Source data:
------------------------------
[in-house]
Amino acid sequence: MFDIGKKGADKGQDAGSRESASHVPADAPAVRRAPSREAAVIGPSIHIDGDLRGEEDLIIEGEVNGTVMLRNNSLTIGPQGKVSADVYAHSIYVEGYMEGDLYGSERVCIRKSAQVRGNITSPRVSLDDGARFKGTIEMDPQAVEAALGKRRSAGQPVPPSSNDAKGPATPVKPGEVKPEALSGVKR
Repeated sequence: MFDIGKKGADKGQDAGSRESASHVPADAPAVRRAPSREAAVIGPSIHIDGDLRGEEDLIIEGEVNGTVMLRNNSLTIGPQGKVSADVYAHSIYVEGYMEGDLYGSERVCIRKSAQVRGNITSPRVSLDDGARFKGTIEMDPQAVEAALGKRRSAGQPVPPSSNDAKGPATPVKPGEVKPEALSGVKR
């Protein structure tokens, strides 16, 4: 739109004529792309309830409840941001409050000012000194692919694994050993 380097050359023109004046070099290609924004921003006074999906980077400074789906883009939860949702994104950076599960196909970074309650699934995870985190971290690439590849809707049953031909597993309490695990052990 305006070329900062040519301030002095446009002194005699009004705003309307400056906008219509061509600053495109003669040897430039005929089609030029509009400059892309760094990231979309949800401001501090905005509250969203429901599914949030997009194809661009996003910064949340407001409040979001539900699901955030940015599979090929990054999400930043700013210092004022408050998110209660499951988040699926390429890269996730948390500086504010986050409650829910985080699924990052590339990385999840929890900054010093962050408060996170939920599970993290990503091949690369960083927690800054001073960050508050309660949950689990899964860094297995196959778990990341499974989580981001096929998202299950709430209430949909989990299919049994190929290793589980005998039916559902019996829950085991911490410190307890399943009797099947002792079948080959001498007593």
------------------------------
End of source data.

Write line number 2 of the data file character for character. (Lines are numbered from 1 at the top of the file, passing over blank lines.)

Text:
Amino acid sequence: MFDIGKKGADKGQDAGSRESASHVPADAPAVRRAPSREAAVIGPSIHIDGDLRGEEDLIIEGEVNGTVMLRNNSLTIGPQGKVSADVYAHSIYVEGYMEGDLYGSERVCIRKSAQVRGNITSPRVSLDDGARFKGTIEMDPQAVEAALGKRRSAGQPVPPSSNDAKGPATPVKPGEVKPEALSGVKR